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Community Review: "Asian Population Studies" (2.12)

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<em>Community</em> Review: "Asian Population Studies" (2.12)

The elastic reality of Community feels more akin to animated sit-coms, and not just because it had a recent episode that was entirely animated. But while the show’s reputation is largely built on a solid sit-com foundation, it’s also dedicated to moving its cast forward as characters and not just spinning its wheels for episode after episode. That’s one of the most unique parts of the show, and while The Office may have personnel changes or relationship drama, ultimately its characters are the same week in and week out.

Community hasn’t truly broken free of sit-com’s cyclical nature yet, but it’s certainly trying (for more on this, Dan Harmon wrote story structure tutorials that detail his thoughts on TV structure here). While the show’s Christmas episode was really just a fun one-off, “Asian Population Studies” snaps us right back to dealing with many of the characters’ mounting problems. At this point the series has become fairly bifurcated between episodes dealing with these bigger problems and self-contained ones, and while there are some obvious exceptions (Shirley and Chang having sex came from an otherwise one-off Halloween episode) the second season as a whole has had a lot more of this. Not that it’s something I have a real problem with, but it’s there.

Far and away the most important part of the episode is resolving, at least to some extent, the story of Chang and Shirley’s sex at the Halloween party/zombie riot. While there’s only been five episodes between then and now, there’s been eight weeks of waiting for the other shoe to drop both in reality and in the show. Shirley tells us that she’s gotten back together with her husband, played by Malcolm Jamal Warner wearing a full-on Cosby sweater, due to her pregnancy. But then Pierce, to get back at her in a petty way, tells her that she had sex with Chang and they have a fight. Fortunately we learn Warner’s a pretty awesome guy (at least in this respect) who doesn’t care whether or not it’s biologically his baby, and all is happiness on that front. Not the show’s most interesting plotline, but it’s a good resolution that doesn’t feel forced or like a Very Special Episode—no mean feat when pregnancy is involved with a TV show.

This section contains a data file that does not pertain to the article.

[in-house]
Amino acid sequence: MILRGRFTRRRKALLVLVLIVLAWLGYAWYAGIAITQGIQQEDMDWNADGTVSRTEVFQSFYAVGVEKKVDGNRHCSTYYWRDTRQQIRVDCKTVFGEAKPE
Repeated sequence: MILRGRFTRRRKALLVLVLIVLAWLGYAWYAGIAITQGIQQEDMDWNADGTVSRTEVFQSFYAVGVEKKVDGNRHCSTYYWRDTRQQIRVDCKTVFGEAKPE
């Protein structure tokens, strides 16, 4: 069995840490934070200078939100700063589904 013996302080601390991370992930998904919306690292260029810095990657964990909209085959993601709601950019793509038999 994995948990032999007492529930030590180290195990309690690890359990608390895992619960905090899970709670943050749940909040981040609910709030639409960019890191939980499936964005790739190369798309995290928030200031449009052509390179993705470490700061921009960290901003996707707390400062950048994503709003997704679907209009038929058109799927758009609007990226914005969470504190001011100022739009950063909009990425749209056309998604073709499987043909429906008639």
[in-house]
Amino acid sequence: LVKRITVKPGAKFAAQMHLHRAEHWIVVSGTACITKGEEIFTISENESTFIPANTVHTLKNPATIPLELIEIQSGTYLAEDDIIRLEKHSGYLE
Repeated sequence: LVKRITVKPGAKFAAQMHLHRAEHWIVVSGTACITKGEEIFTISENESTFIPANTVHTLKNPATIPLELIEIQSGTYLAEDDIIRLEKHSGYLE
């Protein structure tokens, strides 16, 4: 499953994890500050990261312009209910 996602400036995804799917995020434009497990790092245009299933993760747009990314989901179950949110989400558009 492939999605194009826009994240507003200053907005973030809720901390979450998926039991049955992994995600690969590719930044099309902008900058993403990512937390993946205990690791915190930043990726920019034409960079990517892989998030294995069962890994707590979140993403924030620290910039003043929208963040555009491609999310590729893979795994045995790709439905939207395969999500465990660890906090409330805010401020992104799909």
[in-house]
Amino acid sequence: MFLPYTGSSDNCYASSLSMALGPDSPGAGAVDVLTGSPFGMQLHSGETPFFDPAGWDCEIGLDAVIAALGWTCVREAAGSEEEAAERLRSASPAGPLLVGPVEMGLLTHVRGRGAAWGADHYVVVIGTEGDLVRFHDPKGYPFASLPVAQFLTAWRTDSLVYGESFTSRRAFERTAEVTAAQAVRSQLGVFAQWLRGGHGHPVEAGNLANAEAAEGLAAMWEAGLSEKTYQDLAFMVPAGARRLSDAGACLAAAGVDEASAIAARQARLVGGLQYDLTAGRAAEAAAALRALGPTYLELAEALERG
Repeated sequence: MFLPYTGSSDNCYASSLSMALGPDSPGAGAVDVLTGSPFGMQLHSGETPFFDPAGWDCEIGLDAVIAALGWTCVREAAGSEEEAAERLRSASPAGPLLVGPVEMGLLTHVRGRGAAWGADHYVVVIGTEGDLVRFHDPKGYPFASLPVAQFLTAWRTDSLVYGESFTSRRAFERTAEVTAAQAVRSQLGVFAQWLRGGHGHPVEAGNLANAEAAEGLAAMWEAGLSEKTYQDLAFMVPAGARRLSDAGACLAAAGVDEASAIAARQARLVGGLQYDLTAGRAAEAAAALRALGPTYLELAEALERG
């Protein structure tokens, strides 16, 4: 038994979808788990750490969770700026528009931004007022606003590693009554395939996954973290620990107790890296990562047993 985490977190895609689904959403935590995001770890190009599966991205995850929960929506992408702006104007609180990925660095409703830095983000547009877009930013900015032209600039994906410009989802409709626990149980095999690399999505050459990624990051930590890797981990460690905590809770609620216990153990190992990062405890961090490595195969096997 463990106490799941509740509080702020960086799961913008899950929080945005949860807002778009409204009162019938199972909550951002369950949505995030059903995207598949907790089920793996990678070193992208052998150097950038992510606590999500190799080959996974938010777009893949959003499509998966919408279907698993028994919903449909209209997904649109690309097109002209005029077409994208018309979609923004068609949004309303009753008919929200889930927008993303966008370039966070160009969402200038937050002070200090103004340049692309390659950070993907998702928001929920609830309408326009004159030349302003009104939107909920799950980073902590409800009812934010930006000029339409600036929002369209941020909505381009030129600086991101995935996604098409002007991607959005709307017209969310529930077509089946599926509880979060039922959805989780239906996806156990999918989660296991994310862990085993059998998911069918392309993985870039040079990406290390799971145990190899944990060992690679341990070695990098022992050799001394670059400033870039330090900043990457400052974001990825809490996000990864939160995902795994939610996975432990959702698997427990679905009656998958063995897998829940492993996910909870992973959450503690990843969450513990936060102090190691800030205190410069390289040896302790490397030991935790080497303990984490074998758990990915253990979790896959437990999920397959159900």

Then there are the two other old plotlines the episode deals with, both of which manage to somehow not end up resolved. Annie has a crush on the doctor Rich she did volunteer work with—who we’ve seen a few times in the past being pretty much perfect at everything—and this annoys Jeff. When she tries to bring him into the group, they hold a mixer to decide who their new group member should be and, when it’s clear that everyone else is in love with Rich, too, Jeff brings out Chang. He’s technically voted in, but immediately afterwards Pierce tells Shirley about her Halloween night because he wants kettle corn (who doesn’t?).